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Hello,

A car registered to a company of which i am the director was

recently towed away by a baillif over an unpaid PCN in Sept 09.

The vehicle has the company name as the registered keeper, and

my name as the contact. The PCN was in the name of the Company, but was incurred by

another employee.

The bailiff arrived early one morning showed me a Notice of Seizure, and demanded payment of the PCN.

 

I had not received anything before, and he had not visited the premises before, so I refused to pay,and eplained i needed to find out which employee got the PCN. He then attampted to clamp the car. When i resisted, he blocked the vehicle in the driveway, and called a tow truck, which removed the car.

 

As i was travelling that morning for 2mths, i instructed the company secretary to go and pick up the car.

The total amount paid for £700. The PCN was £110, Bailliff feed £355, and removal cost £175.

What are my rights, and can they do this?

 

 

Thanks.

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In short, yes, they can do this.

 

However, you should have been aware of the PCN as various letters from the council would have been posted to registered address.

 

Curiously, you do say that the PCN was incured by another employee but then say you knew nothing about it???

 

Hi HCE

 

For the benefit of the OP and others please could you confirm if the charges levied appear correct?

 

Thanks

 

Gez

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Hi HCE, For the benefit of the OP and others please could you confirm if the charges levied appear correct? Thanks, Gez

 

Not sure if you're trying to catch me out here as I always get asked this...

 

Anyway, it has been several years since I was involved in Parking Enforcement. Having said that, the charges appear to be for more than one visit. At a guess, probably 2.

 

HCE

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Not sure if you're trying to catch me out here as I always get asked this...

 

Anyway, it has been several years since I was involved in Parking Enforcement. Having said that, the charges appear to be for more than one visit. At a guess, probably 2.

 

HCE

 

Hi HCE

 

Nope, it was a genuine question....... seems to be a lot of opinion on here regarding what is or isnt correct or lawful. It'd be nice to get some clarity on the issue of fees levied.

 

The removal fee doesnt look improper (imho), just the visit fee/s (assume thats all the Bailiff is implying?) looks excessive and wondering if the OP has grounds to recover some of this sum?

 

Thanks

 

Gez

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Up to 3 employees drive the vehicle, inc myself. As it wasn't me, it had to be one of the other employees.

I had been away for 2 mths, and this happened when i got back. We share the premises with other tenants, and we have had mail missing or not received before.

No one could confirm he had visited before, but i understand this does not mean he never visited.

I was unaware of OOT and Stat Decs, but also had a flight to catch that morning.

He initially asked for paymet, and when i refused, he tried to clamp, when i resisted, he called the tow truck. Im sure there is something illegal in his actions. All advice welcome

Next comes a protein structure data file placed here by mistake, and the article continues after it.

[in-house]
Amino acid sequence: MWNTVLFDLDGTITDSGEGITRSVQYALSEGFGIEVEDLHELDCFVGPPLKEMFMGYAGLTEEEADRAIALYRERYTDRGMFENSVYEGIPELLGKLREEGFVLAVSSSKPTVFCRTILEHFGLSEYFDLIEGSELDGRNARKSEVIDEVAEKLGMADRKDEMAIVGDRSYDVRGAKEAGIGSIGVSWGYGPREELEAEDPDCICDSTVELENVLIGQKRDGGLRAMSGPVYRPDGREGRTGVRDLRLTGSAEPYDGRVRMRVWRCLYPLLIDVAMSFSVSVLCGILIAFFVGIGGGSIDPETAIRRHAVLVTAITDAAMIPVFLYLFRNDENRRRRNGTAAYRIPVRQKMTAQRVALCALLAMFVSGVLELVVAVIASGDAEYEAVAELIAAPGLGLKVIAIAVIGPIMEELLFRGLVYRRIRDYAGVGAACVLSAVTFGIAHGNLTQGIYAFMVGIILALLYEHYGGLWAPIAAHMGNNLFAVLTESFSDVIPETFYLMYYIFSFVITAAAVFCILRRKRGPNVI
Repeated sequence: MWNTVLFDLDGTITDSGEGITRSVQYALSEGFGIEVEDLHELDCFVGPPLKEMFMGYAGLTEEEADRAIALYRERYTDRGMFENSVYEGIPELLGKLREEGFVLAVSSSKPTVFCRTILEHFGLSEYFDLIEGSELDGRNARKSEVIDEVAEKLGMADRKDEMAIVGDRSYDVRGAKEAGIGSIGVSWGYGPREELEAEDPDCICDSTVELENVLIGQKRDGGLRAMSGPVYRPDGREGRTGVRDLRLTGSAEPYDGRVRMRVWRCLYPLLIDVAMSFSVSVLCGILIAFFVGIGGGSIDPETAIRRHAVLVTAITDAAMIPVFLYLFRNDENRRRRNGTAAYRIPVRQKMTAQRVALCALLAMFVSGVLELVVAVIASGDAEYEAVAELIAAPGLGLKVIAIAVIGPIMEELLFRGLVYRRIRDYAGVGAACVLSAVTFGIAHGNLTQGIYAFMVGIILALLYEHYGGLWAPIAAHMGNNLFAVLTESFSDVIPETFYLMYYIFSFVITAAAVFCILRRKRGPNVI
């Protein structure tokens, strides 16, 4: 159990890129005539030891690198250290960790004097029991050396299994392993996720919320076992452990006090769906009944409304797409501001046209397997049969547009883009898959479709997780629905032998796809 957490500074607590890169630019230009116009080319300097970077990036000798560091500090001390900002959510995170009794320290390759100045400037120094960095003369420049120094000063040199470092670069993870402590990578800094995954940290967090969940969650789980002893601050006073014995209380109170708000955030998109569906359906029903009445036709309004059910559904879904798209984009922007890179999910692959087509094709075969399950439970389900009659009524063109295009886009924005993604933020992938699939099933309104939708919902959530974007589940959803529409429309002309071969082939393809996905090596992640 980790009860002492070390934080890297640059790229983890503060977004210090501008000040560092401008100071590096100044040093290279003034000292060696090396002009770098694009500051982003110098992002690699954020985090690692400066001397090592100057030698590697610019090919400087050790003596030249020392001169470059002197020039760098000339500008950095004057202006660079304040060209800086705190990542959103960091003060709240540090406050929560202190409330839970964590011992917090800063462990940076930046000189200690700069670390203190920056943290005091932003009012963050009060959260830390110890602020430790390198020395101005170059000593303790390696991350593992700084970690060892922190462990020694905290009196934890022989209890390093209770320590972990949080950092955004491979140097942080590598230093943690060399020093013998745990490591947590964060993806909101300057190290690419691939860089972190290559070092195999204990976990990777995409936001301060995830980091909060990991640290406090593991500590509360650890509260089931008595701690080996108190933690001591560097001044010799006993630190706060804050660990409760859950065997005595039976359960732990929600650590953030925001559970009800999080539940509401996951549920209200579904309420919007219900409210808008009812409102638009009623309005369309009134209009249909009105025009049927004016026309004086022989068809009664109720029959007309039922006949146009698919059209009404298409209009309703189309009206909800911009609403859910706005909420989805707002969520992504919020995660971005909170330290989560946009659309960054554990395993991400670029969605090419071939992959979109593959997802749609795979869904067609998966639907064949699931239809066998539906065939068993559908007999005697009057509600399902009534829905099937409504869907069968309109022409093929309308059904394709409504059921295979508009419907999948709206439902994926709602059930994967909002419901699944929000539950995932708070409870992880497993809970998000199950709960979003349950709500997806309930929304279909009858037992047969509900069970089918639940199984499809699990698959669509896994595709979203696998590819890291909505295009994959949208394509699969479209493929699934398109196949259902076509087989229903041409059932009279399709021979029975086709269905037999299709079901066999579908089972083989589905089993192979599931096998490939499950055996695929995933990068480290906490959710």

Thanks

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It doesnt sound like anything illegal to me, if you refused to pay he has a right to remove the vehicle.

 

Your gripe may be that you never received the letters or that he has charged for a visit not made. Many councils insist that the Bailiffs have trackers that corroberate visits these days.

 

I know I'd be looking at your colleagues and demanding to know who got the ticket!!!

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Hi HCE

 

Nope, it was a genuine question....... seems to be a lot of opinion on here regarding what is or isnt correct or lawful. It'd be nice to get some clarity on the issue of fees levied.

 

The removal fee doesnt look improper (imho), just the visit fee/s (assume thats all the Bailiff is implying?) looks excessive and wondering if the OP has grounds to recover some of this sum?

 

Thanks

 

Gez

 

I know that 7 years ago, on a £195 warrant, on a 1st visit the bailiff was looking for around £350, 2nd was around £570 and 3rd was around £800.

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taken from Tom Tubbies site.

 

Original Parking Ticket: £100. If paid within the discounted period of 14 days: £50. If unpaid, original debt of £100 increases by 50% to: £150 Court Fee: £5 Warrant of Execution amount: £155 The amount of £155 is passed to the bailiff to collect. If you pay on receipt of a first letter you should pay: £168.16 If you pay when a first visit is made you should pay: £222.84 Original Parking Ticket: £80 If paid within the discounted period of 14 days: £40. If unpaid, original debt of £80 increases by 50% to: £120 Court Fee: £5 Warrant of Execution amount: £125 The amount of £125 is passed to the bailiff to collect. If you pay on receipt of a first letter you should pay: £138.16 If you pay when a first visit is made you should pay: £182.97 Original Parking Ticket: £60. If paid within the discounted period of 14 days: £30. If unpaid, original debt of £60 increases by 50% to: £90 Court Fee: £5 Warrant of Execution amount: £95 The amount of £95 is passed to the bailiff to collect. If you pay on receipt of a first letter you should pay: £106.20 If you pay when a first visit is made you should pay: £143.10 Original Parking Ticket: £40. If paid within the discounted period of 14 days: £20. If unpaid, original debt of £40 increases by 50% to: £60 Court Fee: £5 Warrant of Execution amount: £65 The amount of £65 is passed to the bailiff to collect. If you pay on receipt of a first letter you should pay: £78.16 If you pay when a first visit is made you should pay: £111.06